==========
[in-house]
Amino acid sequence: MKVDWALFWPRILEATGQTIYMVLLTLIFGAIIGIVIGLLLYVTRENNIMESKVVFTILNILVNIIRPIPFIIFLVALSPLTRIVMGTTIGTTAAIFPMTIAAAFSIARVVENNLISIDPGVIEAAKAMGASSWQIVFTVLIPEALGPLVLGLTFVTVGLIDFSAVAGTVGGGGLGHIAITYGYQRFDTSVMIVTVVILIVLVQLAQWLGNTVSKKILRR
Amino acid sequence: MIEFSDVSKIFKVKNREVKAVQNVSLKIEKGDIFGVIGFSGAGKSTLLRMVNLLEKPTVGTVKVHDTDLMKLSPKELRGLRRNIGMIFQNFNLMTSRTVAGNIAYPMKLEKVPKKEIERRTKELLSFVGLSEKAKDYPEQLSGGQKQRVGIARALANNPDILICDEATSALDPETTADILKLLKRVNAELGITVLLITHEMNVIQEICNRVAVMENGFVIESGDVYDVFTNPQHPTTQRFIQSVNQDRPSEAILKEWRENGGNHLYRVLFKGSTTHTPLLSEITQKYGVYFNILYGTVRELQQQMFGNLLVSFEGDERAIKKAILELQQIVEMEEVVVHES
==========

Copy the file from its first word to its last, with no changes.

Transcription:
[in-house]
Amino acid sequence: MKVDWALFWPRILEATGQTIYMVLLTLIFGAIIGIVIGLLLYVTRENNIMESKVVFTILNILVNIIRPIPFIIFLVALSPLTRIVMGTTIGTTAAIFPMTIAAAFSIARVVENNLISIDPGVIEAAKAMGASSWQIVFTVLIPEALGPLVLGLTFVTVGLIDFSAVAGTVGGGGLGHIAITYGYQRFDTSVMIVTVVILIVLVQLAQWLGNTVSKKILRR
Amino acid sequence: MIEFSDVSKIFKVKNREVKAVQNVSLKIEKGDIFGVIGFSGAGKSTLLRMVNLLEKPTVGTVKVHDTDLMKLSPKELRGLRRNIGMIFQNFNLMTSRTVAGNIAYPMKLEKVPKKEIERRTKELLSFVGLSEKAKDYPEQLSGGQKQRVGIARALANNPDILICDEATSALDPETTADILKLLKRVNAELGITVLLITHEMNVIQEICNRVAVMENGFVIESGDVYDVFTNPQHPTTQRFIQSVNQDRPSEAILKEWRENGGNHLYRVLFKGSTTHTPLLSEITQKYGVYFNILYGTVRELQQQMFGNLLVSFEGDERAIKKAILELQQIVEMEEVVVHES